The use of plants as shades allows for super-shading to occur in the warm spring and summer months while allowing plenty of natural light into building. When the leaves disappear in the fall and winter months, the shading devices will allow for passive solar heating of the building. The indirect benefits of this new vegetation include aesthetic improvements to the building and a small reduction in the building's CO2 footprint via reduced operating costs and the natural processes of the plants. Overall, this solution to solar shading tackles multiple issues through creative thinking.

More info on living facades and passive shading:
verticalgardenpatrickblanc.com

Monday, May 10, 2010

Downtown Roanoke Development Part II - May 2010


A host of exciting new development projects are currently ongoing in the downtown Roanoke central business district, with numerous others in the planning and conceptual pipeline. Continuing the recent trend for downtown revitalization, the new projects focus on increasing the critical mass of downtown residents and improving the quality of life of those that live and work downtown. Mixed-use facilities and recreation/entertainment venues seem to be popular in the market at this time. The following photos document the progress of some ongoing downtown projects.

House of the Rising Sun

Update: Virginia Tech's Lumenhaus recieved the first place award at the European Solar Decathlon in Madrid!


The Lumenhaus, a joint venture between the Virginia Tech departments of Architecture, Building Construction, Engineering, and Computer Science, departed last week for an overseas trip to Madrid for the international Solar Decathlon Competition. The house combines passive heating and cooling with cutting edge technologies such as solar photovoltaics and geothermal heat transfer to create a net-zero residence that can be controlled remotely via i-phone and could be replicated on a commercial production line. One of the coolest parts of the house is its ability to connect to a gooseneck trailer hitch and become a mobile home. The international competition serves to act as a catalyst for technology transfer, and should be an amazing event. Look here (solardecathlon.gov) for more information on the Solar Decathlon and here (http://lumenhaus.com/) for more information on Virginia Tech's entry.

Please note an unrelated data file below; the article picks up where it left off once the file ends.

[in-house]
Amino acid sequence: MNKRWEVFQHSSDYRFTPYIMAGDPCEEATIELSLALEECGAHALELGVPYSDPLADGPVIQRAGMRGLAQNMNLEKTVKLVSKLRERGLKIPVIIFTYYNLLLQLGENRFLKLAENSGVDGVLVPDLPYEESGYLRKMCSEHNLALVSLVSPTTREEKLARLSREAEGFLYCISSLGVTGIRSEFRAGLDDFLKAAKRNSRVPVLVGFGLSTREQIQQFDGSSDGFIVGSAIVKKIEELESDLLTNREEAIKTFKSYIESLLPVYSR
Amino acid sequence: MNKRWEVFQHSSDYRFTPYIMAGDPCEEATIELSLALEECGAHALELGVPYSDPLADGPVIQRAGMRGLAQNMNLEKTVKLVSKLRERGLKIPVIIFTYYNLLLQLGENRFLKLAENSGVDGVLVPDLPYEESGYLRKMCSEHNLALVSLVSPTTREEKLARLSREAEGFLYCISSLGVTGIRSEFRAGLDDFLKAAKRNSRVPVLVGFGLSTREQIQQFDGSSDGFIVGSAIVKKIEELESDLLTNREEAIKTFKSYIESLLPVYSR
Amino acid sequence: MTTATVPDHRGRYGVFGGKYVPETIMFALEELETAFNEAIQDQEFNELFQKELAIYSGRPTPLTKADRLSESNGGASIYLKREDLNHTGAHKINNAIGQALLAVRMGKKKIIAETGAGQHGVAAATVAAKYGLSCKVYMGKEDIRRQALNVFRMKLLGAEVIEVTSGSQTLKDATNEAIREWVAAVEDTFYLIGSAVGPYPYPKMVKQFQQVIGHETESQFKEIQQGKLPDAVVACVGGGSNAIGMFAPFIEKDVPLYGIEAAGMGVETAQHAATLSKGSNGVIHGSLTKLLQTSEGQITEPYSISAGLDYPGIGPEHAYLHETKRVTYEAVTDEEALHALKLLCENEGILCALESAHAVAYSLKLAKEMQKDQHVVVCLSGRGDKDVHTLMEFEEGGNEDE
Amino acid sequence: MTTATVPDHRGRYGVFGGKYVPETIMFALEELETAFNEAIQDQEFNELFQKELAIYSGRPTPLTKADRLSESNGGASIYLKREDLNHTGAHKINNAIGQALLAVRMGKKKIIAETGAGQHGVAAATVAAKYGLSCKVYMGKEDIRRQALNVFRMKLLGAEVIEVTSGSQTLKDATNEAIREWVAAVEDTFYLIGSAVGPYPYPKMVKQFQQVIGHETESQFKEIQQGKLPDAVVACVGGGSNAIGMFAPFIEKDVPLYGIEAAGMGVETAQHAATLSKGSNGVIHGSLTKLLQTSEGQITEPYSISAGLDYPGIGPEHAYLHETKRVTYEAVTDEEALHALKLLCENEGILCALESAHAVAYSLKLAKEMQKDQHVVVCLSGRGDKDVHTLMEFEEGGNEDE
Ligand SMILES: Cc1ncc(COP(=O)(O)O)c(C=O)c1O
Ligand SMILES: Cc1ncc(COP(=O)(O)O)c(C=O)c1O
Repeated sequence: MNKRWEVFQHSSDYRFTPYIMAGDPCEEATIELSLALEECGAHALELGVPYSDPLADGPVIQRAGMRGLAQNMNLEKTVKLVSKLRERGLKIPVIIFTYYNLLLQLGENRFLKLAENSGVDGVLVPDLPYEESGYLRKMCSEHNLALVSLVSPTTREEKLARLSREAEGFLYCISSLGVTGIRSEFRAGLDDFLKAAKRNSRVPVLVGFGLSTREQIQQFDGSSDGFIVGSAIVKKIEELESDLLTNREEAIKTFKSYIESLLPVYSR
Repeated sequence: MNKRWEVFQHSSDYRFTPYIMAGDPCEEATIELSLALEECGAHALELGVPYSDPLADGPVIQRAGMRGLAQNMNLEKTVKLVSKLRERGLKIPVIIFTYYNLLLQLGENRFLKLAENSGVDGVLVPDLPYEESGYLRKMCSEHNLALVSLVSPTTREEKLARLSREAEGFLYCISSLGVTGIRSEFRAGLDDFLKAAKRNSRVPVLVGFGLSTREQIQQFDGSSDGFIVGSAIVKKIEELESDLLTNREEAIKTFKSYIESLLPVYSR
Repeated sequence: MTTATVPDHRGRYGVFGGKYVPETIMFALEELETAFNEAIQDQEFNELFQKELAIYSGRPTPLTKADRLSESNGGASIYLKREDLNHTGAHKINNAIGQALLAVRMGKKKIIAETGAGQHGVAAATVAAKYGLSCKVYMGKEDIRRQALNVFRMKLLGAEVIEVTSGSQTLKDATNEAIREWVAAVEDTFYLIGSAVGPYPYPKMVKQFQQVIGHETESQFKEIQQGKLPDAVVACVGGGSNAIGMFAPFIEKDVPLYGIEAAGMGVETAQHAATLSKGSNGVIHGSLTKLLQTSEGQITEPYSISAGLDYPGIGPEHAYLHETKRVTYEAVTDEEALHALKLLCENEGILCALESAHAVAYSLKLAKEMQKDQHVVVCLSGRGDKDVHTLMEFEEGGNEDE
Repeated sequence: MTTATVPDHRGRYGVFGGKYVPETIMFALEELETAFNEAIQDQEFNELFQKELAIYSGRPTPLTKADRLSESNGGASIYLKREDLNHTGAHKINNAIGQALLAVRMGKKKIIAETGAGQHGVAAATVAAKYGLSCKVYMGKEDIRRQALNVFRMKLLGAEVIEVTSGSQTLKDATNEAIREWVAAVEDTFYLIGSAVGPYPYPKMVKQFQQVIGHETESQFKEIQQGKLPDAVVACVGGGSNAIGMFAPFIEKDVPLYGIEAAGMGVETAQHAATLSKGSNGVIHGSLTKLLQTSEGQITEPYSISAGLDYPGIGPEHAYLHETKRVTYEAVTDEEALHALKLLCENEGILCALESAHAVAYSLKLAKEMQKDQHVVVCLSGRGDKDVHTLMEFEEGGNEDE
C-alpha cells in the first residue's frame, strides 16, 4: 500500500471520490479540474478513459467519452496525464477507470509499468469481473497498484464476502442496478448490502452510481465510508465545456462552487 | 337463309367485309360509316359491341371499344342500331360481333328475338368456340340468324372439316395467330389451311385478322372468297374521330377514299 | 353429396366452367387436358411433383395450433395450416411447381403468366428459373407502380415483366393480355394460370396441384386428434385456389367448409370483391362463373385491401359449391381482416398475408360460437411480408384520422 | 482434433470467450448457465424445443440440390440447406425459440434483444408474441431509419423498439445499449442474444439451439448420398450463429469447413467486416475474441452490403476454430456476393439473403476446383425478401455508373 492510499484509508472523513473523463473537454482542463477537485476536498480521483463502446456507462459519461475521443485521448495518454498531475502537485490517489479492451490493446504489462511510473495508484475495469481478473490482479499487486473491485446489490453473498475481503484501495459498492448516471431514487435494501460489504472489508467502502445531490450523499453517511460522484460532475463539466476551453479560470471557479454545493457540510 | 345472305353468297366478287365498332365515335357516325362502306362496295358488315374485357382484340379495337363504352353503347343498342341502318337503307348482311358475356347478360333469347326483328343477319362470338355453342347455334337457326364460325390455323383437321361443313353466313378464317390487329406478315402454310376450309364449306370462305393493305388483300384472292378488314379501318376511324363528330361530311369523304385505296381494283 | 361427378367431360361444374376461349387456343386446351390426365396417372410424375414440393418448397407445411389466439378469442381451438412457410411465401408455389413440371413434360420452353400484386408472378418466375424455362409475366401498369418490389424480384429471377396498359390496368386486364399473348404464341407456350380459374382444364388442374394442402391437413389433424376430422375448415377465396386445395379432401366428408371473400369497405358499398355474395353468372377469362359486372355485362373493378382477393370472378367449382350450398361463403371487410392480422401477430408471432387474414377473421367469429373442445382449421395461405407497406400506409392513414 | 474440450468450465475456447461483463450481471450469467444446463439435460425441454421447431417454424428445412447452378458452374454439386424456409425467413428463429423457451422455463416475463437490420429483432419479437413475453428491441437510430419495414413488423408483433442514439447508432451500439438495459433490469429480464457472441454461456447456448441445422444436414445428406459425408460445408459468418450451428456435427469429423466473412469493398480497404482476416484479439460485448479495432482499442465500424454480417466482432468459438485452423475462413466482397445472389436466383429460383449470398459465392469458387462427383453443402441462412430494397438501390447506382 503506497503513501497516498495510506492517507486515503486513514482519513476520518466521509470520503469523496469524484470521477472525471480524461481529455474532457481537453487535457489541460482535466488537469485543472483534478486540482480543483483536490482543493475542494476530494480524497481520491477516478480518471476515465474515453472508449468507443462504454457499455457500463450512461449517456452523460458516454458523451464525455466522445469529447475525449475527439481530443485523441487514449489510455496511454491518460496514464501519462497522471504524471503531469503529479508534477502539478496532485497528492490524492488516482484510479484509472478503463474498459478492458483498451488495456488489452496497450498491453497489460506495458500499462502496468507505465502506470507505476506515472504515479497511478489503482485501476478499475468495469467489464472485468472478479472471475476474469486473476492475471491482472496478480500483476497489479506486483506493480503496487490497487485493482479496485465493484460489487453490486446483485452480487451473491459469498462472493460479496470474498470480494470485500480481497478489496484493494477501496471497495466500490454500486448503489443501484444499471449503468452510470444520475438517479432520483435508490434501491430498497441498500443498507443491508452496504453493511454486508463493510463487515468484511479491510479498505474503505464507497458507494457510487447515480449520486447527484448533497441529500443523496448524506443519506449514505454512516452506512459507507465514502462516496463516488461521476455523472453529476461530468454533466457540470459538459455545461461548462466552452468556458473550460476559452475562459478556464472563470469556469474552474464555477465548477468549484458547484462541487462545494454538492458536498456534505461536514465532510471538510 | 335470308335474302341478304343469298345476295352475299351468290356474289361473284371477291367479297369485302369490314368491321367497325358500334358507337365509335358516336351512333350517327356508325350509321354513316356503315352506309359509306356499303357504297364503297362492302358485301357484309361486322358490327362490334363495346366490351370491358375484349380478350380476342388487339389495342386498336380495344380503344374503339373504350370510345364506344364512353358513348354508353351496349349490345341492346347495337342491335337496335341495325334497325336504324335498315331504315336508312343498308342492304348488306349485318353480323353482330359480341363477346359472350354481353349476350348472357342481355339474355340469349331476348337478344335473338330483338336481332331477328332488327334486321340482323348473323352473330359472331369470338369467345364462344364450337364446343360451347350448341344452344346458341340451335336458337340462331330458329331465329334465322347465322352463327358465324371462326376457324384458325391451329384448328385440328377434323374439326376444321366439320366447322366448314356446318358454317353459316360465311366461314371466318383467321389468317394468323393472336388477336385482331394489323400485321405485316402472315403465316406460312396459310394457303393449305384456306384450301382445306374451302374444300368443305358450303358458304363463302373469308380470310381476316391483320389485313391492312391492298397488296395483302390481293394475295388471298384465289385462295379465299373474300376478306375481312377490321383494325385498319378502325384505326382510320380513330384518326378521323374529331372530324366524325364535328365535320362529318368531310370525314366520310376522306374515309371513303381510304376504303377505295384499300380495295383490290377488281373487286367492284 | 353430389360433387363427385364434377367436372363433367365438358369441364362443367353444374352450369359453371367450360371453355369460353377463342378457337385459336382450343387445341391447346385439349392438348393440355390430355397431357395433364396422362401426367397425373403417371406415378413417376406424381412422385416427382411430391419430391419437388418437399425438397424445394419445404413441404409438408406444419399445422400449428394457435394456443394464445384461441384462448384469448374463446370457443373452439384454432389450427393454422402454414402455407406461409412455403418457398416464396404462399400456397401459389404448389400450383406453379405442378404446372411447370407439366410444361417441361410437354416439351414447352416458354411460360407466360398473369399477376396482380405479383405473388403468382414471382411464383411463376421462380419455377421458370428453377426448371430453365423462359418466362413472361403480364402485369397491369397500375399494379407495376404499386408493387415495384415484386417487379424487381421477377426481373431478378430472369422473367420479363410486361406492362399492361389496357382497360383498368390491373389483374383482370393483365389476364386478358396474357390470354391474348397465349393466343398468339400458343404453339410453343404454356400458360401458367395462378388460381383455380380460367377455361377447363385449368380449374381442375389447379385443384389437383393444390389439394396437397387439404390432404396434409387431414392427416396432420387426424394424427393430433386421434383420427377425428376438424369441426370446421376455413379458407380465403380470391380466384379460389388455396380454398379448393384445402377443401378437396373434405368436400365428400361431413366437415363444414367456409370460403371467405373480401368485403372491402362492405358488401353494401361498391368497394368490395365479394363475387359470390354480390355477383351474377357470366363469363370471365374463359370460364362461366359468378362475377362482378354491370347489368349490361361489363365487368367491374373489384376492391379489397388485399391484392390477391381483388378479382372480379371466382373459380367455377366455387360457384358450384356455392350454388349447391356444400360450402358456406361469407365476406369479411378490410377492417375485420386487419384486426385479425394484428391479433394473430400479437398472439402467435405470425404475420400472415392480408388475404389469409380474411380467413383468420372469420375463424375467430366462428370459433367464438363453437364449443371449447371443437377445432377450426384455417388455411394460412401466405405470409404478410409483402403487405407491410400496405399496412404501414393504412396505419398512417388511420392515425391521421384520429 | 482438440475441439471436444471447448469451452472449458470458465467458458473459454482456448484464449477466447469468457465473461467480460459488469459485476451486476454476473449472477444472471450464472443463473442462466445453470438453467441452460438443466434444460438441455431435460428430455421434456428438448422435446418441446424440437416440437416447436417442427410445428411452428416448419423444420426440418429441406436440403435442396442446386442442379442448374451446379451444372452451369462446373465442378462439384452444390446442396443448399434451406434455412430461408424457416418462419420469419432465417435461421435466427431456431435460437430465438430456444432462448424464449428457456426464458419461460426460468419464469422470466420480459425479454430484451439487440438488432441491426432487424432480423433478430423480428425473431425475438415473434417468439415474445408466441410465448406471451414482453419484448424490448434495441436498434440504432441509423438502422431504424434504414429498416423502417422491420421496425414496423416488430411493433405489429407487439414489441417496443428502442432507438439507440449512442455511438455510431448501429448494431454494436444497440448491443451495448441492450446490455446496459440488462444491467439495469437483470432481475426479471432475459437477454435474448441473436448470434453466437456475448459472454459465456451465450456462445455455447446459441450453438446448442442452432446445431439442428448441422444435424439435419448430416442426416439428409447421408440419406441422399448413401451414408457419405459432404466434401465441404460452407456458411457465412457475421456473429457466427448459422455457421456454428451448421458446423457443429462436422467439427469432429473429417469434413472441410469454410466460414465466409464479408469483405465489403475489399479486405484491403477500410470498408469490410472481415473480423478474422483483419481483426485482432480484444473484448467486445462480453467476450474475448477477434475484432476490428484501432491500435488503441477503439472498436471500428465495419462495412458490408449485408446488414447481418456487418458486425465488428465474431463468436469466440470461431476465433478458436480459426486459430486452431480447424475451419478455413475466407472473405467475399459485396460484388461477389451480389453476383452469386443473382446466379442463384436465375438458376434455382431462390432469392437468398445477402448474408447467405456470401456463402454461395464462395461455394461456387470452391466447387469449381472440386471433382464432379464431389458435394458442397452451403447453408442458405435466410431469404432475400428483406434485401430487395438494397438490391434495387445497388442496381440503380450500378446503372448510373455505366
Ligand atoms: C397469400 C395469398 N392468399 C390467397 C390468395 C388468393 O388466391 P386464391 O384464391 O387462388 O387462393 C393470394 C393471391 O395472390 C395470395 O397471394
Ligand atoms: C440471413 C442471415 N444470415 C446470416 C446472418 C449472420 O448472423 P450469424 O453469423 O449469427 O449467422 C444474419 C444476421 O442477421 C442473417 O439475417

Here are some pictures of the house to whet your appetite...

Wednesday, March 24, 2010

Monumental Project: The Metrosol Parasol

My second post on interesting construction from the Iberian Penninsula  is  highlighted by a close look at one of the more innovative projects under construction in the world today - the Metrosol Parasol in Seville. Our group was fortunate to be invited on a tour of this incredible project by Arup, the general contractor on the job. The design for the project was done by J. Mayer H. Architects, know for their funky designs and cutting edge materials, and is supposed to represent a sort of organic tree canopy over what used to be a car park which is now being transformed into a public park.

Tuesday, March 9, 2010

Who Says Parking Can't be (kinda) Cool?

As part of its plan to expand graduate research facilities and living quarters on campus, Virginia Tech has identified the need for compact, infill development and therefore the necessity of several new stacked parking structures. To minimize cost and the disruption caused by taking a whole parking lot out of service, the University has opted for a design/build project delivery method for the first of the new parking structures to be constructed. This delivery method will be combined with precast concrete panel construction to improve the speed and productivity of the construction crews on site. The project will be completed in a little under 1 year, and will add hundreds of new spaces to the existing parking stock on campus. The following are some photos of the ongoing construction:

Thursday, January 21, 2010

Construction Observations from the Iberian Penninsula

This winter break I had the wonderful opportunity to travel to Spain and Portugal with the School of Building Construction at Virginia Tech to study architecture, urban planning, renewable energy, and culture. As the observations made abroad could fill a hundred blog entries, I am going to dedicate this entry to a few specific construction practices observed while traveling the Iberian Penninsula. The topics covered in this section include historic preservation, adaptive reuse and renewable energy systems. These topics represent the most commonly observed differences in construction practice between Spain/Portugal and America; this entry hopefully will shed some light on these differences for those not able to make the trek themselves.